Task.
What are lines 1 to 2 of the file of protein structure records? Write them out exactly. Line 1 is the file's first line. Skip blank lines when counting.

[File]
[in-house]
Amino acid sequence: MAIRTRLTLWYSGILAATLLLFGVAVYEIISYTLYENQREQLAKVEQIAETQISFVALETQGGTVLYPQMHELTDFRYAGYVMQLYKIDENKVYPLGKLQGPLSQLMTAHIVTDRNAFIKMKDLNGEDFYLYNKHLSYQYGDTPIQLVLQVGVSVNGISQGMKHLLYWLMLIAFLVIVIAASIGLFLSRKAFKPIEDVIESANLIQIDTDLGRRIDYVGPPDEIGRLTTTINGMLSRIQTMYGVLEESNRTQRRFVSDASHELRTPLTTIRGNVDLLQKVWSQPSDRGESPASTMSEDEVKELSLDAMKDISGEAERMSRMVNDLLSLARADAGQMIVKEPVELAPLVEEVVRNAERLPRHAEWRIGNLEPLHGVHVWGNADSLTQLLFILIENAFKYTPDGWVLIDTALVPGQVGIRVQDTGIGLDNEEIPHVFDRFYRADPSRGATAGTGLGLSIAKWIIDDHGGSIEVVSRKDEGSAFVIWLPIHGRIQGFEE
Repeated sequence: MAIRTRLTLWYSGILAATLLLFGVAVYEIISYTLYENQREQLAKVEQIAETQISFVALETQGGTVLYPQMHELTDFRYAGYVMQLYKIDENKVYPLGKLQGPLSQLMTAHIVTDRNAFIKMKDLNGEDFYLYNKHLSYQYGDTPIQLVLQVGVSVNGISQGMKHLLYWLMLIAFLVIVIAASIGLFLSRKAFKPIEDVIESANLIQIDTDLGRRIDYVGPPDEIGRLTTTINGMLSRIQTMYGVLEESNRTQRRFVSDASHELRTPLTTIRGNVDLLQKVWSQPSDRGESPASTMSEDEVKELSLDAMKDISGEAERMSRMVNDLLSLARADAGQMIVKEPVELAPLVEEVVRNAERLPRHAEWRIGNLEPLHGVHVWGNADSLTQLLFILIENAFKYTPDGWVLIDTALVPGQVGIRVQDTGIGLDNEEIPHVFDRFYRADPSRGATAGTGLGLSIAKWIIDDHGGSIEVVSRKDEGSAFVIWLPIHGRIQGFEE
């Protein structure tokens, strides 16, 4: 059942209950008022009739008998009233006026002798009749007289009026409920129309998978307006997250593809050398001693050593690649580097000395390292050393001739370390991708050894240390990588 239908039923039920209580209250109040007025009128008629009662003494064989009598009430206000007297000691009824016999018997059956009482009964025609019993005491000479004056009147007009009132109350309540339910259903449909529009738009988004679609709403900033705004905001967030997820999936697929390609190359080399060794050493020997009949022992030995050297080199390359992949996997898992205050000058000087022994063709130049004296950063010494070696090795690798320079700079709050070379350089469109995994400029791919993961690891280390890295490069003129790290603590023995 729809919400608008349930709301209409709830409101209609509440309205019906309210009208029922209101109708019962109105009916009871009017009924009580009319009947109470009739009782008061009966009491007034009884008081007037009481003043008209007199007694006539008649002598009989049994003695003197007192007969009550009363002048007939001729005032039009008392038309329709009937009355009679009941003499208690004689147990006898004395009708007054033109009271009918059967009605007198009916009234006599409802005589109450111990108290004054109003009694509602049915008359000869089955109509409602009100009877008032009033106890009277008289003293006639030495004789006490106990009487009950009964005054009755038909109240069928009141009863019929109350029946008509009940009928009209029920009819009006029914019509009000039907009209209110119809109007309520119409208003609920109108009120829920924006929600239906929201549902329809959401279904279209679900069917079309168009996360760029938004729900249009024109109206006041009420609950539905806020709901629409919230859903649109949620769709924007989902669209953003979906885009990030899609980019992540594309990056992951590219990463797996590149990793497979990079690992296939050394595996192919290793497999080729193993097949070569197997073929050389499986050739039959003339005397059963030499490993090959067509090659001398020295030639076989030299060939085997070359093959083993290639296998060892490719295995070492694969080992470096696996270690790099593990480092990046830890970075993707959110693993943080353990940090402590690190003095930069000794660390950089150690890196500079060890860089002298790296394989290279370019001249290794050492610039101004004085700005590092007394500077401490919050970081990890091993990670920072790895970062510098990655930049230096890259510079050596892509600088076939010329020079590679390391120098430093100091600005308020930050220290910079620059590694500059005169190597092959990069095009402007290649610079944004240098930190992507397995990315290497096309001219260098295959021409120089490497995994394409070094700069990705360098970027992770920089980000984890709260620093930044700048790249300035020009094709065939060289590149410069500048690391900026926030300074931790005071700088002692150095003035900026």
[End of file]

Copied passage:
[in-house]
Amino acid sequence: MAIRTRLTLWYSGILAATLLLFGVAVYEIISYTLYENQREQLAKVEQIAETQISFVALETQGGTVLYPQMHELTDFRYAGYVMQLYKIDENKVYPLGKLQGPLSQLMTAHIVTDRNAFIKMKDLNGEDFYLYNKHLSYQYGDTPIQLVLQVGVSVNGISQGMKHLLYWLMLIAFLVIVIAASIGLFLSRKAFKPIEDVIESANLIQIDTDLGRRIDYVGPPDEIGRLTTTINGMLSRIQTMYGVLEESNRTQRRFVSDASHELRTPLTTIRGNVDLLQKVWSQPSDRGESPASTMSEDEVKELSLDAMKDISGEAERMSRMVNDLLSLARADAGQMIVKEPVELAPLVEEVVRNAERLPRHAEWRIGNLEPLHGVHVWGNADSLTQLLFILIENAFKYTPDGWVLIDTALVPGQVGIRVQDTGIGLDNEEIPHVFDRFYRADPSRGATAGTGLGLSIAKWIIDDHGGSIEVVSRKDEGSAFVIWLPIHGRIQGFEE